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Int J Oncol. 2011 Sep;39(3):649-56. doi: 10.3892/ijo.2011.1090. Epub 2011 Jun 17.

Nuclear localization of phosphorylated ERK1 and ERK2 as markers for the progression of ovarian cancer.

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  • 1Department of Molecular Cell Biology, The Weizmann Institute of Science, Rehovot 76100, Israel.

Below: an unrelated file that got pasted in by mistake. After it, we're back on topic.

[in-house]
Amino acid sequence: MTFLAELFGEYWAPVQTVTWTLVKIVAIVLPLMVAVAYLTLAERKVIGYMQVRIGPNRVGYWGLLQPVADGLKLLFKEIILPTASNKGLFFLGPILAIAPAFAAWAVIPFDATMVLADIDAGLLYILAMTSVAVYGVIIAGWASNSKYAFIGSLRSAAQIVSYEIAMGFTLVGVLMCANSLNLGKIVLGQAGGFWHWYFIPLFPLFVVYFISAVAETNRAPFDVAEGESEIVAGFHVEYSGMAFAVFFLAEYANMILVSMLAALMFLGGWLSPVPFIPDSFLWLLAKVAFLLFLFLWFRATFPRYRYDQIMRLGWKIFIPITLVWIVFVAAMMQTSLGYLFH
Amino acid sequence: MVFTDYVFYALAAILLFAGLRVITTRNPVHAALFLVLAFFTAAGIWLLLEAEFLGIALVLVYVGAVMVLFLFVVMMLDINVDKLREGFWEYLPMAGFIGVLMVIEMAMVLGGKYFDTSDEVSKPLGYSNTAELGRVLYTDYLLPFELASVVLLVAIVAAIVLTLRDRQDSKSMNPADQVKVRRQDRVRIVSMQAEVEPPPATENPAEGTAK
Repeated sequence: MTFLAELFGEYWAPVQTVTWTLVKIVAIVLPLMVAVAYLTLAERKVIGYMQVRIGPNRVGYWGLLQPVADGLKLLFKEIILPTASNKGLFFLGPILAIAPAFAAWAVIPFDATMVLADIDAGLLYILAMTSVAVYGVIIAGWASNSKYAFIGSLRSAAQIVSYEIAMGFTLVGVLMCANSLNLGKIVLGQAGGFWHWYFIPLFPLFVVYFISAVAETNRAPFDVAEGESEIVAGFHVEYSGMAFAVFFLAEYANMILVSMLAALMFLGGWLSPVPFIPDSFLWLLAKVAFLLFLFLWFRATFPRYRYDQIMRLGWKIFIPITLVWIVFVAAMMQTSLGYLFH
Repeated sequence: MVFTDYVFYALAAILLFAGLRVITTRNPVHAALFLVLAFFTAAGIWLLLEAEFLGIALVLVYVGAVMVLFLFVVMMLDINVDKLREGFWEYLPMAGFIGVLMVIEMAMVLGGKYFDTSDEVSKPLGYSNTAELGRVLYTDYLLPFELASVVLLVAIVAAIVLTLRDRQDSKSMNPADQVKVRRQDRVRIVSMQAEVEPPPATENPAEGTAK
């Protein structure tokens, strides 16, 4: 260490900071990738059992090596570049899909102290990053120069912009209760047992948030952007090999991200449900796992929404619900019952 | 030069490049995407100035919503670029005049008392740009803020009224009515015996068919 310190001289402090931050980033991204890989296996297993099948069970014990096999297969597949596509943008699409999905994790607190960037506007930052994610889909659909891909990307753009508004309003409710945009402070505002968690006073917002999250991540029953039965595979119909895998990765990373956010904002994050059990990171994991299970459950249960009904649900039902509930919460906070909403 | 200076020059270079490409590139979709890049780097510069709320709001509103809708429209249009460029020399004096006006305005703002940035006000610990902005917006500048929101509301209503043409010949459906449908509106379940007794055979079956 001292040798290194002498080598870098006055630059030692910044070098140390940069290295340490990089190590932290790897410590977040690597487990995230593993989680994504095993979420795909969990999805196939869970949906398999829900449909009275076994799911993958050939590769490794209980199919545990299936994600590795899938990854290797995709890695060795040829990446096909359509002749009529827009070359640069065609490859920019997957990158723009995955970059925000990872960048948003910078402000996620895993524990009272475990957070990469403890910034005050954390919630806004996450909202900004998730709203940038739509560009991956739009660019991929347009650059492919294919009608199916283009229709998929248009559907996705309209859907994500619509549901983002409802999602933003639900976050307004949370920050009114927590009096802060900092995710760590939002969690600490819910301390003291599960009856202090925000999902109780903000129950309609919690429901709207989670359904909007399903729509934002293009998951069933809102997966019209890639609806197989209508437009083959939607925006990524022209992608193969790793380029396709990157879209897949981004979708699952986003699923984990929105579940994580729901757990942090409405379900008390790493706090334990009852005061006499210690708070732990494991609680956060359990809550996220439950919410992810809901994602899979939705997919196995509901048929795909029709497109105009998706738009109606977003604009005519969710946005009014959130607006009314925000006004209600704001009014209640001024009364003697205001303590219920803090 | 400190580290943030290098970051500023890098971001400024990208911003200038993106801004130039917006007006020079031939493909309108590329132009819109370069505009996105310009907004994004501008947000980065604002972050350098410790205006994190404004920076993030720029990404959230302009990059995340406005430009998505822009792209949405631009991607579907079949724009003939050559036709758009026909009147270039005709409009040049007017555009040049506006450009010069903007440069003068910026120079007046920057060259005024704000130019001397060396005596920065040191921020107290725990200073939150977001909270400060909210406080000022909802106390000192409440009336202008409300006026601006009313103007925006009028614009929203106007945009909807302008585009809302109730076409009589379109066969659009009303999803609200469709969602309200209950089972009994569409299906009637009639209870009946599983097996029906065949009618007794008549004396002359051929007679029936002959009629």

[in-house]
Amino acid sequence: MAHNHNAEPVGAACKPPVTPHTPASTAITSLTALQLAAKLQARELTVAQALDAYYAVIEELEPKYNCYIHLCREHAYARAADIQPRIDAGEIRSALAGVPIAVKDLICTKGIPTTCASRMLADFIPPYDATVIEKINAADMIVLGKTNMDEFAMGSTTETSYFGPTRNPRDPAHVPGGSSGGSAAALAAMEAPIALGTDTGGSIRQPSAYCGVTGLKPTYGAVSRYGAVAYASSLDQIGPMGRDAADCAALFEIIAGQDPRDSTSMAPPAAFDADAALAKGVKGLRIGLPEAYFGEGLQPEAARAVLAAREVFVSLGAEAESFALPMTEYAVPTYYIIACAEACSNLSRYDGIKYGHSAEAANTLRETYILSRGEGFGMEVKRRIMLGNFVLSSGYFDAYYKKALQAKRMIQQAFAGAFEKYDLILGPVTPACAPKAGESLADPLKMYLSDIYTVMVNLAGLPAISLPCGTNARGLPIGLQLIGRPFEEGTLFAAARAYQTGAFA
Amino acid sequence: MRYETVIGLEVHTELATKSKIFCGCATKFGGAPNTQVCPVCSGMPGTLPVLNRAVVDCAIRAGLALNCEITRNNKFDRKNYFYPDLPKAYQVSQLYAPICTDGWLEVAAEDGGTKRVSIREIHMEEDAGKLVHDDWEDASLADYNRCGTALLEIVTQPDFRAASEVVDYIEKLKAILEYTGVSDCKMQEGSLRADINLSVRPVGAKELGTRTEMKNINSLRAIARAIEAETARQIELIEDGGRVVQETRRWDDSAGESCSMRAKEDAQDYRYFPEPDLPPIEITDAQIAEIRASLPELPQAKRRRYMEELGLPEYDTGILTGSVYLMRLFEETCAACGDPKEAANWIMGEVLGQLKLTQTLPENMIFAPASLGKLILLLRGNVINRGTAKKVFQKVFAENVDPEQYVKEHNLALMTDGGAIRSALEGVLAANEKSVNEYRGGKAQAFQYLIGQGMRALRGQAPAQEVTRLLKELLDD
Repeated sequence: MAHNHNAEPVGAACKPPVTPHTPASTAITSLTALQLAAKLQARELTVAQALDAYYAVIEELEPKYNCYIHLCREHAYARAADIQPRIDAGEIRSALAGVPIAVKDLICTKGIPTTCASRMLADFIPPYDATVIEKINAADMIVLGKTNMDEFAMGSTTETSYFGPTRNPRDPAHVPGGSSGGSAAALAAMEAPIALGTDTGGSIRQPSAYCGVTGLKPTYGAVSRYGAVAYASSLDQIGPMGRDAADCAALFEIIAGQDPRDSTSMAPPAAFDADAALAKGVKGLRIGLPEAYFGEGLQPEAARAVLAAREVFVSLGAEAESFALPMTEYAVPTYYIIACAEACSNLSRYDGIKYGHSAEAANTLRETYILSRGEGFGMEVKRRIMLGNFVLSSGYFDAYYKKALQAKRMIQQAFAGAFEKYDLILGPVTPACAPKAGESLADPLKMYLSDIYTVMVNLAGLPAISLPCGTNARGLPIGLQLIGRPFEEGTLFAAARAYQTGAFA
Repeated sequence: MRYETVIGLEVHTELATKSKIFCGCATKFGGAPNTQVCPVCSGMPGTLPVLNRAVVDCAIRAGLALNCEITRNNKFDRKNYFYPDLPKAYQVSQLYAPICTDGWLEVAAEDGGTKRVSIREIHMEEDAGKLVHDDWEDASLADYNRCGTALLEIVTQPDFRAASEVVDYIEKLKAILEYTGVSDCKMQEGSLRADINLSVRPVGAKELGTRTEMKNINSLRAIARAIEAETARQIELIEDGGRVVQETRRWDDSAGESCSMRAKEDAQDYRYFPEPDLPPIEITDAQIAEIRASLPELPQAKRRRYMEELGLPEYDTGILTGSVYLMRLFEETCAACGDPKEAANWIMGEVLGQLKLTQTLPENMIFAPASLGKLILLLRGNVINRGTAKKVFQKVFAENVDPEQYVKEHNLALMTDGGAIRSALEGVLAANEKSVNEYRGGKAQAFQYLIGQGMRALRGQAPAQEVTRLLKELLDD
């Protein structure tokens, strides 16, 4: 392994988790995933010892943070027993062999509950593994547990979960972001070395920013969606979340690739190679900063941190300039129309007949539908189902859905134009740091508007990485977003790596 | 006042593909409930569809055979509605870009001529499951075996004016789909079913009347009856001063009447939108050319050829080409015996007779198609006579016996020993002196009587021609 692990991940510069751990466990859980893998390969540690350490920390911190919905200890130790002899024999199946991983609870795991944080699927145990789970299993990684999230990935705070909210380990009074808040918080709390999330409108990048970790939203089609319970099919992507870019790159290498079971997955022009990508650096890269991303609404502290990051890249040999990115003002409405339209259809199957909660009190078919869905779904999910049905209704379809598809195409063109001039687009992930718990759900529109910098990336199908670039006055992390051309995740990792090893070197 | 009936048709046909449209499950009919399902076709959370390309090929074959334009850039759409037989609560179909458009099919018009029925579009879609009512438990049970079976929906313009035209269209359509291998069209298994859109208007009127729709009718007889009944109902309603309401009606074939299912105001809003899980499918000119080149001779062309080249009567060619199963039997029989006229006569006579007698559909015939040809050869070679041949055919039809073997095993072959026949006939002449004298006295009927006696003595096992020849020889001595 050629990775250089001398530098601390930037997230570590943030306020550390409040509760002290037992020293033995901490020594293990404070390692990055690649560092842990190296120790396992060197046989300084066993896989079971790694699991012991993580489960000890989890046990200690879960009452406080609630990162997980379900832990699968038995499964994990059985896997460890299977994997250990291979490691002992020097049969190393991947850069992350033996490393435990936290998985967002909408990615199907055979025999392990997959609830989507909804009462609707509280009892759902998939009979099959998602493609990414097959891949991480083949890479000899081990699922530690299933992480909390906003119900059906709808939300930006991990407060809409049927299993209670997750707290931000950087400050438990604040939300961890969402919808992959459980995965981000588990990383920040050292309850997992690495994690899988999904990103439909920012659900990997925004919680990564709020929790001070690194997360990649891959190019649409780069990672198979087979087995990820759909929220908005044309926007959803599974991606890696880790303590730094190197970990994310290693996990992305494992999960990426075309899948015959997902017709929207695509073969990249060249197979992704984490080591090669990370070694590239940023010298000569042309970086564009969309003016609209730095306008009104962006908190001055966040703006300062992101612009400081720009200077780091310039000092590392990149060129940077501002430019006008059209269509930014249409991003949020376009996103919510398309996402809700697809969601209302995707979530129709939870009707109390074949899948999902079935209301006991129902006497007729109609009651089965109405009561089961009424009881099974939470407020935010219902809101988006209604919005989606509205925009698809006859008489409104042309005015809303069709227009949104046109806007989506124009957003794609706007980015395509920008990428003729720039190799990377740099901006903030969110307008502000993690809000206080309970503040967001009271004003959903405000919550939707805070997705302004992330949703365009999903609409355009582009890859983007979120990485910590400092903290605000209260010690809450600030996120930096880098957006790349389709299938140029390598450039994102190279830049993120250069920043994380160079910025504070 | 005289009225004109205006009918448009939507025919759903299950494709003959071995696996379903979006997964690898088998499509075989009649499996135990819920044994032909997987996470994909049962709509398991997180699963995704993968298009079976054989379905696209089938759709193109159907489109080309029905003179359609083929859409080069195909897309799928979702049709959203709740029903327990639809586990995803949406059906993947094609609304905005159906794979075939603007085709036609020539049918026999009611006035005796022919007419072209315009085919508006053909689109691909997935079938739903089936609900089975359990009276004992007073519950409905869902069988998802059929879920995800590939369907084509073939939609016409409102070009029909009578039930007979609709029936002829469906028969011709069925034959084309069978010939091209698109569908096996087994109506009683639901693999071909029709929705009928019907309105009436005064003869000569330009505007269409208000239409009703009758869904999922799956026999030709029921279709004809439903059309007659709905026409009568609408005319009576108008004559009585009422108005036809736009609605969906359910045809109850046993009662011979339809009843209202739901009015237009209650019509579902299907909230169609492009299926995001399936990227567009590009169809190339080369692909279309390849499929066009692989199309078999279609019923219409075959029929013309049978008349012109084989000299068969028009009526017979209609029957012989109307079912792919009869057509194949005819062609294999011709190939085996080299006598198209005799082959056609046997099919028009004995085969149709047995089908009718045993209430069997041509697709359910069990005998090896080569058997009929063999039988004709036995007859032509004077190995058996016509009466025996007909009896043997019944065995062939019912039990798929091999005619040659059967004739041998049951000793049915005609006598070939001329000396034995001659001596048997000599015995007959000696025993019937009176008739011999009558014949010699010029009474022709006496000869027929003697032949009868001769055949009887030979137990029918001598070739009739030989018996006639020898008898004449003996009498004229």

We examined the possibility that the localization of phosphorylated ERK1 and ERK2 (pERK1/2) can serve as a marker for the development of benign and borderline tumors as well as carcinoma of the ovary by an immunohistochemical method on ovarian paraffin sections, obtained from women aged 41-83 years. In normal tissue, 28.3% of nuclei were labeled, mainly confined to the epithelial cells at the surface of the ovary. In benign serous tumors, the label rose to 55.0%, while the intensity of the staining was weak. In contrast, in borderline serous tumors and in ovarian serous carcinoma (stage II) 52.1% and 70.3% of nuclei, respectively, were labeled with a high intensity. In mucinous benign tumors, the number of labeled nuclei was as in the control, but in addition, 49.4% of the cells demonstrated high concentration of pERK1/2 in aggregated form that was evident in the cytoplasm of the cells. In the mucinous and endometrioid ovarian carcinomas (stage II) very intensive labeling was found in 60% and 77.3% of cells, respectively. It is, therefore, suggested that since nuclear pERK1/2 can be mitogenic, it can serve as a reliable marker for the progression of ovarian cancer. Interestingly, the intense labeling of pERK1/2 was mainly confined to the peripheral areas of ovarian endometrioid carcinoma (stage II). In addition, all tumor cells in this class of cancer were positively stained with mutated p53. It seems, therefore, that immunohistochemical staining of normal and ovarian tumor cells with anti-pERK1/2 is a reliable marker for early detection of the cancer, which may assist in the early diagnosis and prognosis of this lethal disease.

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